On my front yard there are some lilacs. Some of them planted by my grandfather, some by my father. Some old fashioned what we call Farmers Lilacs, some the more modern and foreign Hungarian Lilac. My mother didn’t like the Hungarian ones. The flowers not as pretty and without that breathtaking lilac smell that fills the air in the early summer evening here.

A couple of years ago it was time to take down one of the Hungarian Lilacs my dad had planted. It had grown too big, taking up too much space in the garden. I am colored by my mother’s opinions when it comes to the Hungarian ones and didn’t shred too much tears about it. But as it was a fruit of my father I had plans for a future life for it.

My friend Mats is a very interesting person. He works in computer programming, although he used to be a classical music radio producer at the Swedish National Radio. But his training is as a flutist: recorder and baroque flute. Educated at The Conservatory of Music in Haag, Netherlands. And, he is very passionate about carpentry. Although Mats’ heart is in the Baroque I would say he is quite a Renaissance man!

Mats is combining two of his skills – the flutist and and the carpenter – in a very special craft: he is making baroque traversos, wooden flutes. Beautiful pieces of art created from out of special types of wood: they have to be very hard, such as boxwood, rosewood, different kinds of fruit wood, and…

…lilac. So, of course I handed the thickest stems of my dad’s lilac over to Mats. Who let it dry for as long as it needed to and then started the slow, delicate and very precise craftsmanship to make a traverso flute out of it.

I love Mats’ instruments. I am not a flutist, but I love the sense of them, the touch and the looks. And I love the sound. That I can’t make myself.  I would want one, just the way I want a gorgeous pair of shoes that I cant walk in because my back wouldn’t agree. But it so happens that I, on occasion, by those shoes anyway, as “sit shoes”, shoes to wear at a sit down dinner. And I also perceive them as design objects, finding place for them as decorations in my interior design.

At the birthday table yesterday our families were gathered around tasty food and exciting conversations, we are all interested in music and active in different ways. Then, out of a sudden, Mats is handing me a beautifully wrapped box. And inside… there are three wooden pieces. The middle one -the body - with six finger holes. The bottom one - the foot joint - with the one shining key. And the top one - the head joint - with the essential mouth hole. Lilac is a light color wood, so Mats has stained it a darker brown. I am carefully without breathing putting together the different sections that are held together by lathered parts that in the Baroque days used to be ivory but are now of course plastic.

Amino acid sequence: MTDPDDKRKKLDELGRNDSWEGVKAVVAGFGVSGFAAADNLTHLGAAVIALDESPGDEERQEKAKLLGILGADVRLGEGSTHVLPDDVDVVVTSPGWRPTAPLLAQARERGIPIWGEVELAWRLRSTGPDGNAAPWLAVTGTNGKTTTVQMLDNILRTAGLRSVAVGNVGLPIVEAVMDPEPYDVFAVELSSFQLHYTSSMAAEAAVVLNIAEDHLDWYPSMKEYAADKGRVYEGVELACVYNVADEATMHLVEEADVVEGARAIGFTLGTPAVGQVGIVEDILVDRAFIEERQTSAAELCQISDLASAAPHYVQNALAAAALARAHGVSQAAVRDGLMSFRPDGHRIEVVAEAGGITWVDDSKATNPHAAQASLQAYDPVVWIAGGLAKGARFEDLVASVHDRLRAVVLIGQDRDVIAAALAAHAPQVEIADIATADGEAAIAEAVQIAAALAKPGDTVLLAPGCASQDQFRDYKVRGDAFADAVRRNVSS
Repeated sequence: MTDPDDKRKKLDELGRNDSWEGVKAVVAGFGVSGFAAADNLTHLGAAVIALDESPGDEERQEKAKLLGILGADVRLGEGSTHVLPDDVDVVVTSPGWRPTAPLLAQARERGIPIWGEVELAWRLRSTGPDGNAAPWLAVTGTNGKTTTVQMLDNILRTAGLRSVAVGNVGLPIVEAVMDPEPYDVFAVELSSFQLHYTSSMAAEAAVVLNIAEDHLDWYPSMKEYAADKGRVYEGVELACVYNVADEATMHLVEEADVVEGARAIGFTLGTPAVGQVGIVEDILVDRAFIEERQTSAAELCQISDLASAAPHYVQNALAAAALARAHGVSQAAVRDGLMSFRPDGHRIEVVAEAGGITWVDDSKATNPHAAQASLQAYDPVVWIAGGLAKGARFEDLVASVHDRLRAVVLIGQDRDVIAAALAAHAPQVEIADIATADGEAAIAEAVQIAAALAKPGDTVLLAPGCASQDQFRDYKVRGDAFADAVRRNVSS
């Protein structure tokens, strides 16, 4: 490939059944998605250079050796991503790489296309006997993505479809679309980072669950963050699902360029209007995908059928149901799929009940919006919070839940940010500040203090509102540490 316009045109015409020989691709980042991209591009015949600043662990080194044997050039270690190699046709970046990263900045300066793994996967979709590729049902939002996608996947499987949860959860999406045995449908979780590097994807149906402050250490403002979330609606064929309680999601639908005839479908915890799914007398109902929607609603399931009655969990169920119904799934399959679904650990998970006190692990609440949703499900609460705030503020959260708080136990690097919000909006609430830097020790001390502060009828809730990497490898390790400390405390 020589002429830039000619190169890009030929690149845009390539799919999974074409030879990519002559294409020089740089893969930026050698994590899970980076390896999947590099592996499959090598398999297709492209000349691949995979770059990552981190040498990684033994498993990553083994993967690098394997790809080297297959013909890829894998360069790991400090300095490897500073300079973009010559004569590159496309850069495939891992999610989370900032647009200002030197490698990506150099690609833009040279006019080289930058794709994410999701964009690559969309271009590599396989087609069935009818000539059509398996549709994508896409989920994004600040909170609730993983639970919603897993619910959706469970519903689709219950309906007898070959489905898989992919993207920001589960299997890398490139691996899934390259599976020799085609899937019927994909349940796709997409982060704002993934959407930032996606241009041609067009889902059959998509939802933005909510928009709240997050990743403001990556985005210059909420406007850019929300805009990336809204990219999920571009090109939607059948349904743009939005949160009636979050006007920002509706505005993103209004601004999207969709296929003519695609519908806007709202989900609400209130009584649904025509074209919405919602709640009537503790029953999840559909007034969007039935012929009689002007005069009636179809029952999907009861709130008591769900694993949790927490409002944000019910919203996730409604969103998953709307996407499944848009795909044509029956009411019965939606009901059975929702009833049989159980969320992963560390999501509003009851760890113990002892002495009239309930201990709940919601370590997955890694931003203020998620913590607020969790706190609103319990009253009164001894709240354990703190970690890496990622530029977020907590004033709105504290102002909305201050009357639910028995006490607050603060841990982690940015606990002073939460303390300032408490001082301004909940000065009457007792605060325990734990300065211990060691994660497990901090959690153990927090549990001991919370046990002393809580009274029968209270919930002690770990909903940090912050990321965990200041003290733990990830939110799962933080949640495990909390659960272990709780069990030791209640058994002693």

I am breathless. I am speechless. I can’t remember that I’ve been so pleasantly and overwhelmingly surprised ever. I can’t believe that this is happening. I can’t believe that Mats is giving this flute to me. I know it’s worth thousands (kronor), and to me of course much more than that.

Even making a sound from a flute is hard to start with. Finding the right angle for the air to meet the wood and the mouth hole. But Trouble 1 finds it right away. And is hooked.

I am touching my precious flute. Smelling it. Caressing my cheek. Letting about 20,5 inch (52 cm) of lovingly handicraft wood slide through my hands. I know it’s going to end up at Trouble 1’s. As much as I would like to keep it here as a design object Trouble 1’s is of course the right place for it. So I am enjoying the flute’s presence with delight while it’s still here.

I am holding a large piece of compressed life in my hands. My dad’s Hungarian Lilac. Which my mom didn’t like because she preferred the Farmers Lilacs planted by her father. My dad’s lilac had to go though in the end to let more light and space in. Which became wood substance for my friend Mats. Who made a beautiful instrument out of it. And eventually gave it to me as the most unexpected bouquet ever, on a very casual birthday. And I can already imagine the music Trouble 1 will bring out from it. His grandpa’s lilac.

Mar 10, 2013

Sliding down memory lane

      -       That’s mine!
-       Can I have those?
-       That’s a keeper!

My mother’s aunt Gunhild was a photographer. A professional photographer. She was a very interesting woman and a great inspiration to me, and I am sure I will find a good reason to write about her at some point. Anyway, when Aunt Gun died, her slide projector and projection screen ended up at our house. It’s the women in my family who have been carrying the photo tradition, but for some reason shooting slides came to be something my father took on.

This winter my sister and her family is selling their house and in the mode of cleaning out whatever they don’t need or want/cant bring to a smaller place. My dad’s slide collection has been sitting in their attic since we closed up our childhood home when mom and dad died. And now, it’s got to go.